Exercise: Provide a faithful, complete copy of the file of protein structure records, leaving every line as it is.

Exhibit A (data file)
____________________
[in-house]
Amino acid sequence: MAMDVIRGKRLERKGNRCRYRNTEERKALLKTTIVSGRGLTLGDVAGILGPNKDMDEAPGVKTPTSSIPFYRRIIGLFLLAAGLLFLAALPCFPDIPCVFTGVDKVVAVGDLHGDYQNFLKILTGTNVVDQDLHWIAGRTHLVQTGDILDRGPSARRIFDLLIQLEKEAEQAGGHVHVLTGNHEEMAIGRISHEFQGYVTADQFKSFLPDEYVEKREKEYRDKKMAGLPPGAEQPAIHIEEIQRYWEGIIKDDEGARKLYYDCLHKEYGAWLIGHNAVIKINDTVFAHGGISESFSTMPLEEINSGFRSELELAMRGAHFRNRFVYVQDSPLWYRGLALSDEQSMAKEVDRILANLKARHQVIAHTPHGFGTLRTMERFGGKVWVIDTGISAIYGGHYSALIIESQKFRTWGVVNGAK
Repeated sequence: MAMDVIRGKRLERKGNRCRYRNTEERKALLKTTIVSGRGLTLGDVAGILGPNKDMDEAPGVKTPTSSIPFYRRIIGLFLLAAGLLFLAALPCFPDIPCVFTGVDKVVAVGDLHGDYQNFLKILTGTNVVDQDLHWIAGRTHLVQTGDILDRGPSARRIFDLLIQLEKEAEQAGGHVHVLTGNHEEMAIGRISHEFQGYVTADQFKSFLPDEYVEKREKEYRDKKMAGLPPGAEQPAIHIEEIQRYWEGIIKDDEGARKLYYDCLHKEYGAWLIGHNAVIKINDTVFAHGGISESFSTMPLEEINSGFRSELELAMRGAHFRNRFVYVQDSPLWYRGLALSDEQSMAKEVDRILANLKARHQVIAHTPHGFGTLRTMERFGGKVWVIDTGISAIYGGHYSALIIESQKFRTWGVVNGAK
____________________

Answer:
[in-house]
Amino acid sequence: MAMDVIRGKRLERKGNRCRYRNTEERKALLKTTIVSGRGLTLGDVAGILGPNKDMDEAPGVKTPTSSIPFYRRIIGLFLLAAGLLFLAALPCFPDIPCVFTGVDKVVAVGDLHGDYQNFLKILTGTNVVDQDLHWIAGRTHLVQTGDILDRGPSARRIFDLLIQLEKEAEQAGGHVHVLTGNHEEMAIGRISHEFQGYVTADQFKSFLPDEYVEKREKEYRDKKMAGLPPGAEQPAIHIEEIQRYWEGIIKDDEGARKLYYDCLHKEYGAWLIGHNAVIKINDTVFAHGGISESFSTMPLEEINSGFRSELELAMRGAHFRNRFVYVQDSPLWYRGLALSDEQSMAKEVDRILANLKARHQVIAHTPHGFGTLRTMERFGGKVWVIDTGISAIYGGHYSALIIESQKFRTWGVVNGAK
Repeated sequence: MAMDVIRGKRLERKGNRCRYRNTEERKALLKTTIVSGRGLTLGDVAGILGPNKDMDEAPGVKTPTSSIPFYRRIIGLFLLAAGLLFLAALPCFPDIPCVFTGVDKVVAVGDLHGDYQNFLKILTGTNVVDQDLHWIAGRTHLVQTGDILDRGPSARRIFDLLIQLEKEAEQAGGHVHVLTGNHEEMAIGRISHEFQGYVTADQFKSFLPDEYVEKREKEYRDKKMAGLPPGAEQPAIHIEEIQRYWEGIIKDDEGARKLYYDCLHKEYGAWLIGHNAVIKINDTVFAHGGISESFSTMPLEEINSGFRSELELAMRGAHFRNRFVYVQDSPLWYRGLALSDEQSMAKEVDRILANLKARHQVIAHTPHGFGTLRTMERFGGKVWVIDTGISAIYGGHYSALIIESQKFRTWGVVNGAK